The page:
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The Marine Mammal Center is a nonprofit veterinary hospital, research, and educational center dedicated to the rescue and rehabilitation of ill and injured marine mammals and the study of their health. Since 1975, the Center has rescued and treated more than 16,500 marine mammals and has accumulated a body of knowledge about marine mammal and ocean health. Through public education about marine mammals, the Center hopes to foster ocean stewardship and conservation. For more information, visit http://www.marinemammalcenter.org/

Thursday, October 28, 2010

Sgt. Nevis's Story Touches Volunteer Sandy Fagin's Heart

Sgt. Nevis has a face anybody could love.
This week's blog is based on the writing of volunteer Sandy Fagin who was moved by the story of Sgt. Nevis.
I have been an education docent for five years at The Marine Mammal Center. Although I live in Sacramento, my passion for the ocean and marine mammals has driven me to confront torrential rainstorms, horrible traffic jams, and a rear-end collision to get my Center "fix".
One day I was at work when I saw the TV image of an obviously injured sea lion who turned out to be Sgt. Nevis. I was immediately hooked: fueled by anger for an unconscionable act and overwhelmed by sadness for an animal that tugs at my heart in a way that I don't even understand.
As the story progressed, I followed every rescue attempt. I cried at each failed rescue attempt and then again when he was finally weak enough to be successfully rescued. I was happy that he was in the best possible hands but still seething at the act that caused his suffering.
One day when I was at the Center, I saw Sgt. Nevis lift his head, look me straight in the eye, and lower his head back to the ground. The reports at this point in time were not good, and I thought for sure that this would be the last time that I would see him.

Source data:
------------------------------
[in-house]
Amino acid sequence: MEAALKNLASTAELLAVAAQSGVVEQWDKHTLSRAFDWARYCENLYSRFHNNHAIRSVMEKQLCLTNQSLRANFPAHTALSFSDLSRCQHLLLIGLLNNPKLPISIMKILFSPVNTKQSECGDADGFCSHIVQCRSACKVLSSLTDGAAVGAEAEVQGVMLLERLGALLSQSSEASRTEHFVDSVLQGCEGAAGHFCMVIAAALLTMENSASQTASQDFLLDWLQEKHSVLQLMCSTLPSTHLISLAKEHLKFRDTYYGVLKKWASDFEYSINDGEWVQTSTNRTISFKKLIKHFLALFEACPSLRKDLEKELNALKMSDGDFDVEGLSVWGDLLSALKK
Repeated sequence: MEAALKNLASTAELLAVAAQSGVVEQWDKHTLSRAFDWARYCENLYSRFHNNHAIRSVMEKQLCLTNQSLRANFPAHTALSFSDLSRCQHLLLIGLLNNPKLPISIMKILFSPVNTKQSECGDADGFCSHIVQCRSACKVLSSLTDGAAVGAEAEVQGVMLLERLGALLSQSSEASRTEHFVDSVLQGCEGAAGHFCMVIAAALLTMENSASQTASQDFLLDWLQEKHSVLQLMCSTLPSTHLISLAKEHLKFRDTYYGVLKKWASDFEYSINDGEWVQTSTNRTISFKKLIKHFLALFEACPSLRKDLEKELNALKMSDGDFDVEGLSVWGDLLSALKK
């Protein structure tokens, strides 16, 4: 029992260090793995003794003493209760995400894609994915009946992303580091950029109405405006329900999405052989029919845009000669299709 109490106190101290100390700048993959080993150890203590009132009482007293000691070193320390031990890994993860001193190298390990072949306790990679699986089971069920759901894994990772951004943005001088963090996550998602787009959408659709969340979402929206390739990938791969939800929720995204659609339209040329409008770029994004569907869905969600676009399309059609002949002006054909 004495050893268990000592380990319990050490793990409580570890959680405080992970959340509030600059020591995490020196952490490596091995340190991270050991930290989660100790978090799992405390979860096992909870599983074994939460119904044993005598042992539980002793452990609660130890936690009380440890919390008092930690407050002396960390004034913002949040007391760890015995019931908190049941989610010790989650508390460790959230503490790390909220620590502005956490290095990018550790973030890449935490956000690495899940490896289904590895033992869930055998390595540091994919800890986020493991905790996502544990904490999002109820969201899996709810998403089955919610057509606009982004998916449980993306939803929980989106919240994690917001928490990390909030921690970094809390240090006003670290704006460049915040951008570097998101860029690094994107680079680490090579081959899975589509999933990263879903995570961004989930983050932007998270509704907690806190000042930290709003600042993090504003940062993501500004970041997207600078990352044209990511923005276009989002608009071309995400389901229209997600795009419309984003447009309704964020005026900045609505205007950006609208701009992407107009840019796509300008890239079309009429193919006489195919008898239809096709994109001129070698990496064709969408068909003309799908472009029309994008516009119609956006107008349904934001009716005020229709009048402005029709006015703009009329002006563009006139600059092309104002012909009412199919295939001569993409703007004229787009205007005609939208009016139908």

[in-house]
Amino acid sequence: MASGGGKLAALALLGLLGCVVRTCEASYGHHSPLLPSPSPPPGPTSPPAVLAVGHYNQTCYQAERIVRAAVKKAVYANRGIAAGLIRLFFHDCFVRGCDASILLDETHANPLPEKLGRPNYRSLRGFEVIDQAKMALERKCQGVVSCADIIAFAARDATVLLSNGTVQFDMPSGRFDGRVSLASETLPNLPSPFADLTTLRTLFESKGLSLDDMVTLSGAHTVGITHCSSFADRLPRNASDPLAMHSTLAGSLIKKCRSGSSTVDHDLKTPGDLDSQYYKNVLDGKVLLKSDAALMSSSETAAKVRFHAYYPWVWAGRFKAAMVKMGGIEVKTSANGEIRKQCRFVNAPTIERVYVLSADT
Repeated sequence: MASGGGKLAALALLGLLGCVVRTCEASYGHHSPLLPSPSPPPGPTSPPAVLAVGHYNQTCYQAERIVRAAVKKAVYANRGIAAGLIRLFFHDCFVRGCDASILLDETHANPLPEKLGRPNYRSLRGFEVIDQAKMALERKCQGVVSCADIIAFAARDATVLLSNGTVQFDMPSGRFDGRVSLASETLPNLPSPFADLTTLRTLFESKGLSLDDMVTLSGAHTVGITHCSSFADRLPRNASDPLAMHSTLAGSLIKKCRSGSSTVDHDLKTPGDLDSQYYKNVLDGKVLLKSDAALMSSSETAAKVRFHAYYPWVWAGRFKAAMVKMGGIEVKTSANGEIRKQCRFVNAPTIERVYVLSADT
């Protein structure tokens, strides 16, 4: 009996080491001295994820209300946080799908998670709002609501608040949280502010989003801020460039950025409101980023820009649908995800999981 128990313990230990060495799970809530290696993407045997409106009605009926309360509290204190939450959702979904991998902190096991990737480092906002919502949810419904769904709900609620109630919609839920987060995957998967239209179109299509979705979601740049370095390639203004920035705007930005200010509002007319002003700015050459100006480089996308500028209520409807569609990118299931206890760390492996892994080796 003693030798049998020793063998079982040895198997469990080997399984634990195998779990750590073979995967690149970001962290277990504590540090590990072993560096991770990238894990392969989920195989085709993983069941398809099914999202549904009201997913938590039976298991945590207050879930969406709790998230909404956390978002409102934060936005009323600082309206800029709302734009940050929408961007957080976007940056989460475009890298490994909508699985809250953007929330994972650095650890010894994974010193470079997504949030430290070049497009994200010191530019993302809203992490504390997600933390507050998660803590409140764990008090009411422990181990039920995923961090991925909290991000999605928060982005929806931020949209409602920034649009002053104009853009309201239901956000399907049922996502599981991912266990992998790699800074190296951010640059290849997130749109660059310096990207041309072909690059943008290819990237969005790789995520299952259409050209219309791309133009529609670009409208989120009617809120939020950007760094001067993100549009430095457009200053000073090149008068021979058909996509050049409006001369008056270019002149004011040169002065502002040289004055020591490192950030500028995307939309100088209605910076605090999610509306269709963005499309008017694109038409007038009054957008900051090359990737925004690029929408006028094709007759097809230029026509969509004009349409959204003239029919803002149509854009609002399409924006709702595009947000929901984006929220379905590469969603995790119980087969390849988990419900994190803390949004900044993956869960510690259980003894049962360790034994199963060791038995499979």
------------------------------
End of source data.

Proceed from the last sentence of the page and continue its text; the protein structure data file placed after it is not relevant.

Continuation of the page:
Happily, over time, Sgt. Nevis grew stronger and a home was found for him at Six Flags Discovery Kingdom in Vallejo. The day before he was to leave for Six Flags, I had the opportunity to serve as a docent on that day and found it to be the most meaningful four hours of my five years of volunteering. What I saw was a 650 pound sea lion taking fish from Center Stranding Manager Shelbi Stoudt in a manner that was more gentle than a dog being fed.
As Shelbi worked with Sgt. Nevis, I was astounded by his intelligence and grace - even at 650 pounds.
I had mixed emotions when he was moved to Six Flags. I was happy that he was healthy but sad that he couldn't return to the ocean. In the end, I'm not sure why Sgt. Nevis is such an important part of me. Maybe it's the love I feel for all animals and the even stranger attraction I have for sea lions, coupled with the brutal actions of man against animal.
My sadness and anger has turned to happiness. I am happy that Sgt. Nevis is healthy and safe. I am happy that the justice system has not allowed this appalling, unlawful act to go unpunished. I am happy that Sgt. Nevis has been a part of my life. Finally, I am happiest and proud to be a part of the Marine Mammal Center, and all of the wonderful and unselfish things that they do to protect and help these beautiful, innocent animals.

Friday, October 15, 2010

The Gala: An Evening to Celebrate Merrill Magowan

The Marine Mammal Center Director of Veterinary Science Dr. Bill Van Bonn celebrates with his wife Anna (on the right) and Center Veterinary Intern Dr. Vanessa Fravel.

The Marine Mammal Center's 14th Annual Gala and Auction was a night to remember. Guests wore festive cocktail attire to spend an evening celebrating the spectacular contributions of Merrill Magowan and his family to the Center. Many people wore various shades of bright orange to acknowledge the Giants' recent exciting wins in baseball.